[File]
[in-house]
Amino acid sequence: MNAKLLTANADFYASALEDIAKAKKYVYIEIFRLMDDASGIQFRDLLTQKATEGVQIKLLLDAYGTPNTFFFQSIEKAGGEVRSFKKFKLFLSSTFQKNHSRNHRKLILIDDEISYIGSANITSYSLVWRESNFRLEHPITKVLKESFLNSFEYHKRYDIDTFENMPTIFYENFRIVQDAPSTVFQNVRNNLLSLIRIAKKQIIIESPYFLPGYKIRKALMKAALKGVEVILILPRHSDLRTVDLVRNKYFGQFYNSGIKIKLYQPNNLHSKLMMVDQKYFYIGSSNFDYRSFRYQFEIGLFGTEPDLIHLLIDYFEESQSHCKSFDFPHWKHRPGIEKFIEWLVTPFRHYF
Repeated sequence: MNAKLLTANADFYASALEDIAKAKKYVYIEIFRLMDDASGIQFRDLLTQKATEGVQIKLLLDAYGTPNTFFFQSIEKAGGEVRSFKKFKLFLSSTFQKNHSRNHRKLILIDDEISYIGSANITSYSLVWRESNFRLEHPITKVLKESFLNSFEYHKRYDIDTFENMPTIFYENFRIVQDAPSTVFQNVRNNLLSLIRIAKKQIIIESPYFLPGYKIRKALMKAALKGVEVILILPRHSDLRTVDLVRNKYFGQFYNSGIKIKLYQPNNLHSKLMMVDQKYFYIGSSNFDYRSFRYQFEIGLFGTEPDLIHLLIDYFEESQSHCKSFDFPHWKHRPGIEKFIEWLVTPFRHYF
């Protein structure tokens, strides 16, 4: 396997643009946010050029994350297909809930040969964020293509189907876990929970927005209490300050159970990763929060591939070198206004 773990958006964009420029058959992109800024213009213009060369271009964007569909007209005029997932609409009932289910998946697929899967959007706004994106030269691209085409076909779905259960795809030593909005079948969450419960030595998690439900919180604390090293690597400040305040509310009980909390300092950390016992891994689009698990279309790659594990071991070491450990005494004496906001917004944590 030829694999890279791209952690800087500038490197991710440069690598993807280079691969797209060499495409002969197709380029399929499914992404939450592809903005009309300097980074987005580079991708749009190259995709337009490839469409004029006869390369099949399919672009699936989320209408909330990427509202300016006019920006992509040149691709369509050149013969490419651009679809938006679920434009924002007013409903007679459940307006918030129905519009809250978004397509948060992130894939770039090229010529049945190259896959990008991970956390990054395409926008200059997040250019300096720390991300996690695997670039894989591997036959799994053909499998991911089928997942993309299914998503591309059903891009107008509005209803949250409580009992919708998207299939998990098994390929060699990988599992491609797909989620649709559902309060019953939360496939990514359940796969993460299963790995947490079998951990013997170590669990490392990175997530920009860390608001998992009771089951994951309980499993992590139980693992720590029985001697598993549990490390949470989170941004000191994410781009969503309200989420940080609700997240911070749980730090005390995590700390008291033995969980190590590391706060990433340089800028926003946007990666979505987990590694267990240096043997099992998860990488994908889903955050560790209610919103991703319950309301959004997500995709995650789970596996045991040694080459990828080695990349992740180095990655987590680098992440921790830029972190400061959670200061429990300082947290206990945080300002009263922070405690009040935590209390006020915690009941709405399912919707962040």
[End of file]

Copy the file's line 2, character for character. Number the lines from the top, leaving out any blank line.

Amino acid sequence: MNAKLLTANADFYASALEDIAKAKKYVYIEIFRLMDDASGIQFRDLLTQKATEGVQIKLLLDAYGTPNTFFFQSIEKAGGEVRSFKKFKLFLSSTFQKNHSRNHRKLILIDDEISYIGSANITSYSLVWRESNFRLEHPITKVLKESFLNSFEYHKRYDIDTFENMPTIFYENFRIVQDAPSTVFQNVRNNLLSLIRIAKKQIIIESPYFLPGYKIRKALMKAALKGVEVILILPRHSDLRTVDLVRNKYFGQFYNSGIKIKLYQPNNLHSKLMMVDQKYFYIGSSNFDYRSFRYQFEIGLFGTEPDLIHLLIDYFEESQSHCKSFDFPHWKHRPGIEKFIEWLVTPFRHYF